Profile photo, close-up of Sarah Clark, 2021 GW-NSW scholarship recipient

UOW student awarded Graduate Women-NSW Joan Bielski Scholarship

UOW student awarded Graduate Women-NSW Joan Bielski Scholarship

Sarah Clark overcomes obstacles to fulfil study dream

After 20 years away from formal learning, University of Wollongong (UOW) undergraduate student Sarah Clark is harnessing her passion for advocating for marginalised people into study.

Despite learning difficulties, financial hardship, and housing insecurity, the single mother-of-four is determined to contribute to the wellbeing and improvement of society and empower others to meet their potential along the way.

Sarah is in her first year of a Bachelor of Social Work and has been awarded the 2021 Graduate Women-NSW Joan Bielski Scholarship of $5,000 per semester for up to three years, for her academic excellence.

The aim of the scholarship is to enable a mature-aged woman, whose circumstances prevented them from going to university at the time of leaving school, to attend university for the first time, essentially giving them a second chance.

The Keiraville local said UOW’s Wollongong campus has been part of her life for the last 30 years, but she never imagined she would have the chance to attend as a student.

“UOW has always been a beautiful and vibrant place within my local community and being given the opportunity, at 41, to study here is like a dream come true,” Sarah said. 

“The Bachelor of Social Work has been the perfect fit for me with a strong focus on social justice, human rights, advocacy and hands-on experience through work placements.”

Sarah’s own life experiences, as a single mother on welfare facing stigma and biases, have driven her passion for social work.

“I am living proof that one should never put limitations on people. I have a strong passion to stand up for what is right, what is just and to assist those who think they can’t do something to see that they can, and help them along the way,” she said.

“With every assessment, I research and educate myself on the many obstacles faced by disadvantaged and marginalised individuals and groups in Australia and I get outraged by it.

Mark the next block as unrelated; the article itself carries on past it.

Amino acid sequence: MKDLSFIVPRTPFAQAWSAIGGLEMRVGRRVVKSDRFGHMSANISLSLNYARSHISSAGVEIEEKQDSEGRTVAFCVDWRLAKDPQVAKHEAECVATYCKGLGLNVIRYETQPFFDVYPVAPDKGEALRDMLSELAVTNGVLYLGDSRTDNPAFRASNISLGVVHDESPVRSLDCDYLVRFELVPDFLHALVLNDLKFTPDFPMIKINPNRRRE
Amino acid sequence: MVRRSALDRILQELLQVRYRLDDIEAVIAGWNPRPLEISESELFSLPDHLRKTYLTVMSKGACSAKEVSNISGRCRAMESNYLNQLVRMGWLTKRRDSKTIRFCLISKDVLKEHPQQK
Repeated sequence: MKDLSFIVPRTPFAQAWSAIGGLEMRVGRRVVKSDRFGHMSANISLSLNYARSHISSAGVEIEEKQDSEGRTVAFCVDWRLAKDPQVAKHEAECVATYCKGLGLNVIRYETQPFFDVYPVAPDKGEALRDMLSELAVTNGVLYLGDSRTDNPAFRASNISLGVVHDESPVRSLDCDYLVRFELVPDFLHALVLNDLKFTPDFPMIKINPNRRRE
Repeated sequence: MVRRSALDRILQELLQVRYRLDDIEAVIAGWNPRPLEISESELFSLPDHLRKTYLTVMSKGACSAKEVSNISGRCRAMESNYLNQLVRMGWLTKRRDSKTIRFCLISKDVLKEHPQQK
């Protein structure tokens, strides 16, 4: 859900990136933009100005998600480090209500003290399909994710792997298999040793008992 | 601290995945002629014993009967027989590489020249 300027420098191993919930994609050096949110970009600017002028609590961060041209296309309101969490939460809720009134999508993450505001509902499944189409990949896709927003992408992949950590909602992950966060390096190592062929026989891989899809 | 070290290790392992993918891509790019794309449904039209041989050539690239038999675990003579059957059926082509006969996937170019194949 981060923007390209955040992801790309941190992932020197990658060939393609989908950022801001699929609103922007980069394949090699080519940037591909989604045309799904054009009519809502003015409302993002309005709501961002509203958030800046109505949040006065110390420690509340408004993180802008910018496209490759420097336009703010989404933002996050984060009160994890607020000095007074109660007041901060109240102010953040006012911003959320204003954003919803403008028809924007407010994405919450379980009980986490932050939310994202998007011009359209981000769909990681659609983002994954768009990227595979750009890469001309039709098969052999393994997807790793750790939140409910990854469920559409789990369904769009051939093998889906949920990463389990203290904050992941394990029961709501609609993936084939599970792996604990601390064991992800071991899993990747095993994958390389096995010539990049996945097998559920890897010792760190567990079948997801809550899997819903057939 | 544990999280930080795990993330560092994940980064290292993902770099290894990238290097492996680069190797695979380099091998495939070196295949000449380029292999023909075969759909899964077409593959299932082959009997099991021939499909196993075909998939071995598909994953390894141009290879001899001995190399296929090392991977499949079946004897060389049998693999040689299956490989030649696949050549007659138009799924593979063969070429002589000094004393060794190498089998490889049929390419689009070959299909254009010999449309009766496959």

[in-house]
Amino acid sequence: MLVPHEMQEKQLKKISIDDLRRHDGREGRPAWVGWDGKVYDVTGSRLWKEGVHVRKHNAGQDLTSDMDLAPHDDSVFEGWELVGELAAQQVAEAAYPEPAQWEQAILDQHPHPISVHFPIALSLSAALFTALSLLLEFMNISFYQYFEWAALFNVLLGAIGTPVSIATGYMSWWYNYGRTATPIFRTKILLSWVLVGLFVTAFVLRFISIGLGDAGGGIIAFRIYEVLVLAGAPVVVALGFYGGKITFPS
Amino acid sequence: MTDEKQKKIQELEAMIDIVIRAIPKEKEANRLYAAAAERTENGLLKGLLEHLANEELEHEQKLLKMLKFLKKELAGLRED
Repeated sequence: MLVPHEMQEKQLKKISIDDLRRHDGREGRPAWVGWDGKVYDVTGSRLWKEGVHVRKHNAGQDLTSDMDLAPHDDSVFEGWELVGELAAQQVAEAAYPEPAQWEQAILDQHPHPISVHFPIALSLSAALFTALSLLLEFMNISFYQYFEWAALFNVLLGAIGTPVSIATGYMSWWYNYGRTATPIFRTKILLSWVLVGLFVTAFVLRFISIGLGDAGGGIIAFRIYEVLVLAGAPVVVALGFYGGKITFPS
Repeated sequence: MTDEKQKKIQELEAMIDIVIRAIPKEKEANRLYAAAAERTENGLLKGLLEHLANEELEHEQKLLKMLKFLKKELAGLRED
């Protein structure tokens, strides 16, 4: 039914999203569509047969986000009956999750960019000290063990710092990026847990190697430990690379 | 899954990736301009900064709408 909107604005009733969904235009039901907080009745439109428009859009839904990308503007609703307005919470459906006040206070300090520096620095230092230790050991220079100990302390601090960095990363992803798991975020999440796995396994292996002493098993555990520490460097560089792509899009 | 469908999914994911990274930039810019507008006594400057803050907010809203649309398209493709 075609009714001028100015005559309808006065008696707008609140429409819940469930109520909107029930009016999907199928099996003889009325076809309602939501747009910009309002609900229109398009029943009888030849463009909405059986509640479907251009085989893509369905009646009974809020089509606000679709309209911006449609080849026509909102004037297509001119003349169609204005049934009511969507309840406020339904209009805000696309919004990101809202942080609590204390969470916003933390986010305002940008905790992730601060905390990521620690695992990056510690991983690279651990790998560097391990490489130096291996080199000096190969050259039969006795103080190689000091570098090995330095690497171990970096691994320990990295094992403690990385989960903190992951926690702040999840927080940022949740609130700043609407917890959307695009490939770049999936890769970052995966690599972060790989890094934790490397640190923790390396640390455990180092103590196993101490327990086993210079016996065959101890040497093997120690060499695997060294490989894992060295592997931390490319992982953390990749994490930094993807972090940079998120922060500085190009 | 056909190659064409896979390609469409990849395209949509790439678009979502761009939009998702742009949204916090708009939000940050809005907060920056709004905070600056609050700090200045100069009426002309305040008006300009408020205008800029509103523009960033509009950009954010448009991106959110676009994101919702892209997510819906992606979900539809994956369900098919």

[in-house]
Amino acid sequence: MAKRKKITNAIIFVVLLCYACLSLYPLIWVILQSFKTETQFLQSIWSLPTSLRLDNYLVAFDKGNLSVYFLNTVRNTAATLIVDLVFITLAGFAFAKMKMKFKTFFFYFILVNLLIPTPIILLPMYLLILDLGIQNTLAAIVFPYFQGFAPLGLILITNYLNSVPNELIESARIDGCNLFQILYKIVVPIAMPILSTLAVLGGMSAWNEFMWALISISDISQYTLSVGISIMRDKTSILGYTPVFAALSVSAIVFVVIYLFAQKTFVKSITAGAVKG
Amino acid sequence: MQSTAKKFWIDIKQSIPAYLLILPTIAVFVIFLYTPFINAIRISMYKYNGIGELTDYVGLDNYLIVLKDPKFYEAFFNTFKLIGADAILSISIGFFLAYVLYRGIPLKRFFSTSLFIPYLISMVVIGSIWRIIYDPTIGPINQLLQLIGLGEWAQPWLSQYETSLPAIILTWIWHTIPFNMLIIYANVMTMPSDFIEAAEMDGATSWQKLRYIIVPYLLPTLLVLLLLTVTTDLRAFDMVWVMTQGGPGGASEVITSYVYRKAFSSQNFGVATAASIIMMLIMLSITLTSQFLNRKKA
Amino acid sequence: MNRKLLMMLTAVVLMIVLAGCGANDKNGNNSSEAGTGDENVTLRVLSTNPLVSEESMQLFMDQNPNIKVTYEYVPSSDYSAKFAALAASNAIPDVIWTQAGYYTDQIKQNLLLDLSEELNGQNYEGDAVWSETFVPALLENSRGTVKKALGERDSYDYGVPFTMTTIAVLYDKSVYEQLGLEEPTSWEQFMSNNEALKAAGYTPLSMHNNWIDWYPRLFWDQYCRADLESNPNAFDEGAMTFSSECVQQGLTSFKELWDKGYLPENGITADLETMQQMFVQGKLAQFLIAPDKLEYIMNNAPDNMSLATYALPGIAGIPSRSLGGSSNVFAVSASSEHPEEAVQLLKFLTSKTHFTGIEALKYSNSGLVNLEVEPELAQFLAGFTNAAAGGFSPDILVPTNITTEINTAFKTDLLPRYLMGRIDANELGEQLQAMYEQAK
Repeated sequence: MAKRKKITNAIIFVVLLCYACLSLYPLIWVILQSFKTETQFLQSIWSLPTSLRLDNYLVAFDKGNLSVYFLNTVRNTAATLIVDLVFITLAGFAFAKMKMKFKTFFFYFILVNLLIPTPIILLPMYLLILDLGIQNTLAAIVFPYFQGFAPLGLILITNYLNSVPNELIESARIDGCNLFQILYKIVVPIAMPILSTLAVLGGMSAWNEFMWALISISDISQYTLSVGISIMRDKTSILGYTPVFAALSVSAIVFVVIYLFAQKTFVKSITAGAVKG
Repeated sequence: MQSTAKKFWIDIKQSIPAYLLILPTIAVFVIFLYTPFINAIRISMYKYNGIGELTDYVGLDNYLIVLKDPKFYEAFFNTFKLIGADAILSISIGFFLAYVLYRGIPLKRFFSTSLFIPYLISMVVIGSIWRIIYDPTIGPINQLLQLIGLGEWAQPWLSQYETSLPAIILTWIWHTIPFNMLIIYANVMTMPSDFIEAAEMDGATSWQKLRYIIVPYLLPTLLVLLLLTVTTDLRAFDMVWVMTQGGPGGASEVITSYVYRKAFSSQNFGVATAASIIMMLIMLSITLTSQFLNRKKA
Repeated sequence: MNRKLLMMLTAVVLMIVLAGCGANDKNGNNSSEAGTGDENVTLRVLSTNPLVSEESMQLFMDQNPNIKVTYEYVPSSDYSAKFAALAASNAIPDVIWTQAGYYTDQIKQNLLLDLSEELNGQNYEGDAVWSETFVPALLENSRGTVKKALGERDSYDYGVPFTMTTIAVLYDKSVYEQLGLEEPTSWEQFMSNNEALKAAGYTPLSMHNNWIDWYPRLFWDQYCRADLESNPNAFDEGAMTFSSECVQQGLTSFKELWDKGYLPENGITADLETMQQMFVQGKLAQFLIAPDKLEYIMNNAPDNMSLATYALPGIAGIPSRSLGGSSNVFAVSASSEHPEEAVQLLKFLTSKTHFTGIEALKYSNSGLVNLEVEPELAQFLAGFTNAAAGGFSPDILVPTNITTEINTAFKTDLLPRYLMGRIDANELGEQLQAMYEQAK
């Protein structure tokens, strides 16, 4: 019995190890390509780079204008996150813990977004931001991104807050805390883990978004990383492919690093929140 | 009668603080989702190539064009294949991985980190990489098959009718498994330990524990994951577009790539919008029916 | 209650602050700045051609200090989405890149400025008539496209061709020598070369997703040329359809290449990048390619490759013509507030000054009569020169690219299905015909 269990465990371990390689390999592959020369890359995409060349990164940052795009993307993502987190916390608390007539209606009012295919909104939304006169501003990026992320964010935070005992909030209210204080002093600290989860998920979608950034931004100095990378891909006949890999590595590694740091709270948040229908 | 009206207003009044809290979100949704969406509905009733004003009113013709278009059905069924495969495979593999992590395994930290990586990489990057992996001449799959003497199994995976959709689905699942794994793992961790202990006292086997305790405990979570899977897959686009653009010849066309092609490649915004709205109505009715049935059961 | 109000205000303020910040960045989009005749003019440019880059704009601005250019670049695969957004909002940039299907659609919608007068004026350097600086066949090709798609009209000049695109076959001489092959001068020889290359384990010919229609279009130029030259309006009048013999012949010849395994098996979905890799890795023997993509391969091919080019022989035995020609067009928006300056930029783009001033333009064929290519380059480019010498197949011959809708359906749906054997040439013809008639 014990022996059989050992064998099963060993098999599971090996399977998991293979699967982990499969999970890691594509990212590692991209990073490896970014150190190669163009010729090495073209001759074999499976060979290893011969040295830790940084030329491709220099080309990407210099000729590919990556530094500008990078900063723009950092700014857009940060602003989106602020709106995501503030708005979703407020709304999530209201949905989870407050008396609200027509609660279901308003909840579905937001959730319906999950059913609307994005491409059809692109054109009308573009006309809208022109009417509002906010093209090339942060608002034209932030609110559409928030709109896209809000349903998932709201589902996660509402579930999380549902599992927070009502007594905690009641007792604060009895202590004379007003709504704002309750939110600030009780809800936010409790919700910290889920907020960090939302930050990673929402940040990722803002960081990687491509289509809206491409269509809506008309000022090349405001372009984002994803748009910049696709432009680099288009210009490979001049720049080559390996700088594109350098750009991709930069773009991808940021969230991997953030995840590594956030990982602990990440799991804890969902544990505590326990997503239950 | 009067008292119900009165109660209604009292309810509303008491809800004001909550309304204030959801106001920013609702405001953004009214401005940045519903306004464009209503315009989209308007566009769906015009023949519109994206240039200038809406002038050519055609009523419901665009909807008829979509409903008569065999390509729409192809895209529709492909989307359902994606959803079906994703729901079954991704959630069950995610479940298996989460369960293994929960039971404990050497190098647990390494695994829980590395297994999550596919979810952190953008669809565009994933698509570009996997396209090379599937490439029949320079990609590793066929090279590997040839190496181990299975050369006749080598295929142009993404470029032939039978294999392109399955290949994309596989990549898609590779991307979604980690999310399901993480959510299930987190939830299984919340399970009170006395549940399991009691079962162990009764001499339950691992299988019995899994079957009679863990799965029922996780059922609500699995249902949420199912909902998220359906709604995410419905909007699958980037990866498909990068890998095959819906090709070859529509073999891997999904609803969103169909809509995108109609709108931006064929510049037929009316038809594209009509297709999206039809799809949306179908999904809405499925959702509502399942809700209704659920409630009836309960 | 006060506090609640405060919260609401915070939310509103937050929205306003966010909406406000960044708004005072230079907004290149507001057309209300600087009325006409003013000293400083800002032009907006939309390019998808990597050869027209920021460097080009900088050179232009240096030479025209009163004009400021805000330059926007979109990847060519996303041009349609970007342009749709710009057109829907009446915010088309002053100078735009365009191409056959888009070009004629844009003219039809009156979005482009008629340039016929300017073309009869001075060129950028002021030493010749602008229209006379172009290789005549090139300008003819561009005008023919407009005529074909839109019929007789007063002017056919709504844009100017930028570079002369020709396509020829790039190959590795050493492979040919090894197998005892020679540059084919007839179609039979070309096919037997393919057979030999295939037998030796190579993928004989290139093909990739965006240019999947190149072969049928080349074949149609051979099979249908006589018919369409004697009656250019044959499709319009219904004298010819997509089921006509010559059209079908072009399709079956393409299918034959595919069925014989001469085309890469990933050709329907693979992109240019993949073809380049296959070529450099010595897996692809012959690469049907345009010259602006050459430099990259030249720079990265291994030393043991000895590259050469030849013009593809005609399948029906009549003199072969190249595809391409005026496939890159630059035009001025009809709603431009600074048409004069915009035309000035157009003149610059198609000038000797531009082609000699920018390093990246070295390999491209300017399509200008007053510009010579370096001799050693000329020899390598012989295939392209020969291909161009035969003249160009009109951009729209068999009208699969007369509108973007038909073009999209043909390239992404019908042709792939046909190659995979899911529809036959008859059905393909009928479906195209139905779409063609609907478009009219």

“I have such a fire in me to succeed at UOW and use all the knowledge gained here, along with my life experiences to empower others.”

The desire to set an example for her children inspired Sarah to pursue higher education as a mature-aged student. Sarah and her eldest son are both navigating the first year of tertiary study together at UOW. Her son is studying a Bachelor of Pre-Medicine, Science and Health. It is not very often that a mother and son have the opportunity to be first-in-family students together.

“We discuss assessment stress, uni life during COVID-19 and walk side-by-side in our education journey. We are the first members of my family to attend university but I’m hoping my other children, if they desire, will follow our example,” Sarah said.

Sarah was overwhelmed when she received the news that she was the Graduate Women-NSW Joan Bielski Scholarship recipient.

“Upon hearing I had been awarded the Joan Bielski Scholarship, I just burst into tears and in truth, most of the time I still do if I speak about it,” Sarah said. “I already couldn’t believe UOW had accepted me and then here are a group of highly-educated, intelligent and pioneering women saying Joan would want me to succeed. That they are willing to help that happen is life changing.”

Making the transition to full-time study was a financially difficult decision for Sarah to make. The scholarship will enable Sarah to cover some of the cost of studying.

“In Australia, we currently have a major housing crisis and as a mother-of-four I have faced it head on. The money from the Joan Bielski Scholarship will help assist me to meet some of the housing needs of my family.”

Graduate Women-NSW promotes education for the advancement of women and girls. The Joan Bielski Scholarship AO Memorial Scholarship carries on the legacy of Joan Bielski. Joan Bielski was a leading advocate and activist for equality for women in employment and education and was a formidable pioneer and persistent promoter of the cause for educational equality.